Opinion: Classrooms Should Leave Their Lights Off During the School Day


I’m sure if you’re a student in high school, you’ve noticed that most teachers leave the fluorescent lights on in their classrooms. I personally think that students and teachers would benefit from turning off their lights, and instead using natural light (when possible).

Fluorescent lights have been used for decades in classrooms around the world, yet why do we still have them? Studies around the world prove that mood and focus improve when students are in an environment with natural or less harsh lighting.

Increased sunlight exposure heightens the brain’s production of serotonin- a neurotransmitter which produces healthy sleeping patterns and increases your mood. So instead of being under artificial light which has such negative effects, being in a room illuminated by sunlight might be beneficial to students.

As one can predict, increased mood in students leads to better academic performance. One study of 21,000 elementary school students found that students exposed to more sunlight during the school day had 26% higher reading outcomes and 20% higher math outcomes. This difference is very significant, especially when concerning elementary schoolers who are still in that pre-developmental stage. Any change such as natural lighting could potentially set them on a more successful path for their future.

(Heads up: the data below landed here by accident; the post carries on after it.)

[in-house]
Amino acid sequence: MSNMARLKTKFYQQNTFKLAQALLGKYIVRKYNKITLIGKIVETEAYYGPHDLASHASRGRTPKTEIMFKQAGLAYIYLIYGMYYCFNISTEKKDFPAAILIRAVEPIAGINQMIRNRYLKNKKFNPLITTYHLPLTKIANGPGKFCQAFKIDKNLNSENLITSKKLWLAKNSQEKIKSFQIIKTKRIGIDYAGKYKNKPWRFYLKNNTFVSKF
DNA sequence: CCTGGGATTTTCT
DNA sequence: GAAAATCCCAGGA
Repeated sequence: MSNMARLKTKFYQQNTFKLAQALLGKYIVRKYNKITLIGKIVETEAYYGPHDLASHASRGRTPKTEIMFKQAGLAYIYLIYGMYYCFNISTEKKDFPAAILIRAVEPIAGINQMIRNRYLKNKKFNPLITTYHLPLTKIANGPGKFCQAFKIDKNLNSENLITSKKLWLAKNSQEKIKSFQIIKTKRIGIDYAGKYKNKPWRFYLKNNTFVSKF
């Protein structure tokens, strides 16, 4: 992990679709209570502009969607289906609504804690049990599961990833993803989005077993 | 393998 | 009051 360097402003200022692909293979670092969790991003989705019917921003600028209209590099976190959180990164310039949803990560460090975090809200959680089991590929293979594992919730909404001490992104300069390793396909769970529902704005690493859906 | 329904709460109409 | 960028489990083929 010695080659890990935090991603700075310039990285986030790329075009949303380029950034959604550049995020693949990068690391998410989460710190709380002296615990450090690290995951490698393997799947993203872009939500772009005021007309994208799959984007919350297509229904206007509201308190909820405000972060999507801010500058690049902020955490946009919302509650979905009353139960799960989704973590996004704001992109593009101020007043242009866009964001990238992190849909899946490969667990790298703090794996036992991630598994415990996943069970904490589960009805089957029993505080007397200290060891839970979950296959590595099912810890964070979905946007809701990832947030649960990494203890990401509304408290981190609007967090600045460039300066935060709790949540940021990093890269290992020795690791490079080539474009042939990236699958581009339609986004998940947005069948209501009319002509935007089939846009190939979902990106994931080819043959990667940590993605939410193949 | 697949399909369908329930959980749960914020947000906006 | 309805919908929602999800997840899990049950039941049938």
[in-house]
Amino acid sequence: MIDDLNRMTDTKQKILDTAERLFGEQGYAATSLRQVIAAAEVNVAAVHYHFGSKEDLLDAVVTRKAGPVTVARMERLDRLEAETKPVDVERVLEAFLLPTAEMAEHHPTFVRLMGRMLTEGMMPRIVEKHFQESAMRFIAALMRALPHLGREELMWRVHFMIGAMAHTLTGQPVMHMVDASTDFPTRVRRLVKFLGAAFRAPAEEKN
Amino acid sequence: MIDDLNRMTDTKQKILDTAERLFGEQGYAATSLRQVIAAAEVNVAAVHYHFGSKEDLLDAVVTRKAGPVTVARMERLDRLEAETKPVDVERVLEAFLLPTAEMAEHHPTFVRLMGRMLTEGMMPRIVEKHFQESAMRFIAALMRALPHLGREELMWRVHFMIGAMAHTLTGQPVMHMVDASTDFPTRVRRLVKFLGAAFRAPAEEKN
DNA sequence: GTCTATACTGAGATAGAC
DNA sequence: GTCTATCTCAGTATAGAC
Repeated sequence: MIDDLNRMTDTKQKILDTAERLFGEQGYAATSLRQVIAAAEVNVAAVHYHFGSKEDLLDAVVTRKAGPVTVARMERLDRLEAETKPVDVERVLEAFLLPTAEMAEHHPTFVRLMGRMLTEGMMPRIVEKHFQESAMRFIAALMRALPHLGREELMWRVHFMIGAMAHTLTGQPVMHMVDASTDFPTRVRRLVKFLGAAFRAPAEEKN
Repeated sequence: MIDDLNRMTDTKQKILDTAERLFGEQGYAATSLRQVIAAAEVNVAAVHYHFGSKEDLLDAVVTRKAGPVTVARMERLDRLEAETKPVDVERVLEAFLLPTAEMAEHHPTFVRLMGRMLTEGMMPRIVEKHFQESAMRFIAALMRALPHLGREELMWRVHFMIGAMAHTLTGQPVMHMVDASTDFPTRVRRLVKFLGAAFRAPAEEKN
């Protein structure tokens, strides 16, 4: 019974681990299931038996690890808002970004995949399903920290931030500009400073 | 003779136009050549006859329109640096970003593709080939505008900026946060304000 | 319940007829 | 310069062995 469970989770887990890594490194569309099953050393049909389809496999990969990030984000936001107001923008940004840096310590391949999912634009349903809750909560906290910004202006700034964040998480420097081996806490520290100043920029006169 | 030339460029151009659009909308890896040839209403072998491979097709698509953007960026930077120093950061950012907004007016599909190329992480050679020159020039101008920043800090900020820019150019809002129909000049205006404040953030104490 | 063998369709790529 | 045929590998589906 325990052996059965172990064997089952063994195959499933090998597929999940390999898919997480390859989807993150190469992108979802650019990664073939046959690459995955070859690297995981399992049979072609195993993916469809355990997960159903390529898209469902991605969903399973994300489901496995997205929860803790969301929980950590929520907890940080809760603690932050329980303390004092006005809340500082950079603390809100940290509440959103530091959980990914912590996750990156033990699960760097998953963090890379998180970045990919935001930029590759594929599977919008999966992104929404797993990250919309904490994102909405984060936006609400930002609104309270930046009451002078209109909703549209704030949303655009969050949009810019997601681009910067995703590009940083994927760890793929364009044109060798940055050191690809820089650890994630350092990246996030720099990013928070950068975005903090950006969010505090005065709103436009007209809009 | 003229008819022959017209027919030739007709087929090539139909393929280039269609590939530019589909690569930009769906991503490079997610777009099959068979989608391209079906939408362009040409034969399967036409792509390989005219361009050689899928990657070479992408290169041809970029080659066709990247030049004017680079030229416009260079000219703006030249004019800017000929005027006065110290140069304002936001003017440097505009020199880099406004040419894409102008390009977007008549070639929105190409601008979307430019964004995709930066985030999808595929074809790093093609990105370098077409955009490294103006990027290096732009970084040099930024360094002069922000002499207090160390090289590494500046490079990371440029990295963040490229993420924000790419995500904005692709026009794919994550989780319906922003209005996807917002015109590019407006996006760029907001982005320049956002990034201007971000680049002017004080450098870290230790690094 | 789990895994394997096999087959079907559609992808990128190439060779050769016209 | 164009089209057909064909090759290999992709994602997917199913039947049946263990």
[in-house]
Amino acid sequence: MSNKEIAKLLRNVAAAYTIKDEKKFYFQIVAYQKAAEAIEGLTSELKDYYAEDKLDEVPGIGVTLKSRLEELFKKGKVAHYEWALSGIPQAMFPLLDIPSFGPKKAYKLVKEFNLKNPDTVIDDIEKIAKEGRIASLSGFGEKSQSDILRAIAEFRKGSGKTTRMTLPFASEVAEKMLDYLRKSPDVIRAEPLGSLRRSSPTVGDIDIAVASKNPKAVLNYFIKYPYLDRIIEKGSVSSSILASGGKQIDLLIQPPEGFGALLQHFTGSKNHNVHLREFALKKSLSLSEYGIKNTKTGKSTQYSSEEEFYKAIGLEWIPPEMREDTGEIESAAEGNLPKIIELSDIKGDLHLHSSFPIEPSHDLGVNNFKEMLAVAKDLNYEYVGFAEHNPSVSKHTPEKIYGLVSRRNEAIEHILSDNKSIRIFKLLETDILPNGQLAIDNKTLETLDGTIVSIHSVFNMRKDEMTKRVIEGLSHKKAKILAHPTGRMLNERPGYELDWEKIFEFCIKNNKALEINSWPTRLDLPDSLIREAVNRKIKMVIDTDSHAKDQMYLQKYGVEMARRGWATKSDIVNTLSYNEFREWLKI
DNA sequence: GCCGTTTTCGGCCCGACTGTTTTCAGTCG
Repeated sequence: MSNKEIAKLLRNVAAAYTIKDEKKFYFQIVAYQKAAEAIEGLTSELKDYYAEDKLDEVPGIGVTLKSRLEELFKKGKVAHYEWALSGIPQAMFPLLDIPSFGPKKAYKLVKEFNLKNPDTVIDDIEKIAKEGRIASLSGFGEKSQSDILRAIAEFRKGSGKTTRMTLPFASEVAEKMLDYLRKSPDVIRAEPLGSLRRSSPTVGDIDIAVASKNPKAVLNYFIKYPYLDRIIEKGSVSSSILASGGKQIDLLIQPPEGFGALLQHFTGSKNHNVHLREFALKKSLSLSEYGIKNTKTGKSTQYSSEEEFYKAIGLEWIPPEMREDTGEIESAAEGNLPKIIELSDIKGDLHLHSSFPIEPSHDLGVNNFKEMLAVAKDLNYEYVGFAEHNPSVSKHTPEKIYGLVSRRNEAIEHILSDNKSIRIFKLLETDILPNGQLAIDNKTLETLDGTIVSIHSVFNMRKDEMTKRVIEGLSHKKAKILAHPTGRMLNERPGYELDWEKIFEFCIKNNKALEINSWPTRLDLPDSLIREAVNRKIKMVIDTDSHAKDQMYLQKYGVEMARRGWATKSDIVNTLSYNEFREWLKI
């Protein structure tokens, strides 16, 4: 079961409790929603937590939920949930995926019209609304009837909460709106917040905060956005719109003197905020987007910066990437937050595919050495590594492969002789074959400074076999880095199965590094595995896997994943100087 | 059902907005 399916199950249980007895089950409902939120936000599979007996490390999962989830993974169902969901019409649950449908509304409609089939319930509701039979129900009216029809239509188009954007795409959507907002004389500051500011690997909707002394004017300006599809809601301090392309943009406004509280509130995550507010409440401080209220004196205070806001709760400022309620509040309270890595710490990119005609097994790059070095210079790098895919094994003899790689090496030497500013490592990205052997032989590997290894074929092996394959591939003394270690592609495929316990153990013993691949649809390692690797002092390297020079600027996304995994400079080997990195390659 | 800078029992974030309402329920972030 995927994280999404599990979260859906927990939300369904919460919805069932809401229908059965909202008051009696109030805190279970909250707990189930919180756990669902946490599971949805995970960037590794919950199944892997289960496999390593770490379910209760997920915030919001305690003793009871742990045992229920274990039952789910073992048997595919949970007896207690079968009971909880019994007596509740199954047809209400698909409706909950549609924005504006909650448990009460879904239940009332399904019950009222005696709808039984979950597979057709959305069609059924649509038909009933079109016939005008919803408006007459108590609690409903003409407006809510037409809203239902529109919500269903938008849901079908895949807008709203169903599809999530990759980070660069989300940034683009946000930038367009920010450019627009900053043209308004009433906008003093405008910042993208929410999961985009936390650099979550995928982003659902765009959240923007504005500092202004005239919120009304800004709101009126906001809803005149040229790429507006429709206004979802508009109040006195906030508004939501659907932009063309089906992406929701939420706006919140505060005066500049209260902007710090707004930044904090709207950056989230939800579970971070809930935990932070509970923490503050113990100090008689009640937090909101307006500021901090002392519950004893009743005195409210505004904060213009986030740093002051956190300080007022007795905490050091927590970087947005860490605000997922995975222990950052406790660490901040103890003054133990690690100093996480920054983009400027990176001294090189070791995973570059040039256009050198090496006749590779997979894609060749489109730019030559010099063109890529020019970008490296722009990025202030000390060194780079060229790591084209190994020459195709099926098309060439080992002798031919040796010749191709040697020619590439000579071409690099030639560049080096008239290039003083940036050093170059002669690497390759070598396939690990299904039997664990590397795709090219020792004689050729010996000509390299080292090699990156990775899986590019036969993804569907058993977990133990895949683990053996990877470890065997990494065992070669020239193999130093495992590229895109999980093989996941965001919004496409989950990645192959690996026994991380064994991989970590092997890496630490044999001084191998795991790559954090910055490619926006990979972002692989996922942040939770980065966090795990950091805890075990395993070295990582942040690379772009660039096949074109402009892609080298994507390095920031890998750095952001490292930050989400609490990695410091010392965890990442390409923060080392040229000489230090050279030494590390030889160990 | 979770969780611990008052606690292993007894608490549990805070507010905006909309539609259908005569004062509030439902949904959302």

Some may argue that turning the lights off puts students to sleep and results in them being unproductive. I agree that this can be the case in some situations, and I’m sure many teachers at Towson agree that the lights being off are optimal classroom napping conditions. The science behind this is that too dim lighting can cause difficulties in learning (brain focus, visual clarity), so obviously when there isn’t enough natural light for students, the fluorescent lights can go on.

Despite all this, ultimately it is the teacher’s decision for whether or not to turn off the lights in the classroom or use alternative lighting. Everyone has their own experiences and preferences, and it’s hard to account for that when light is a “this or that decision.”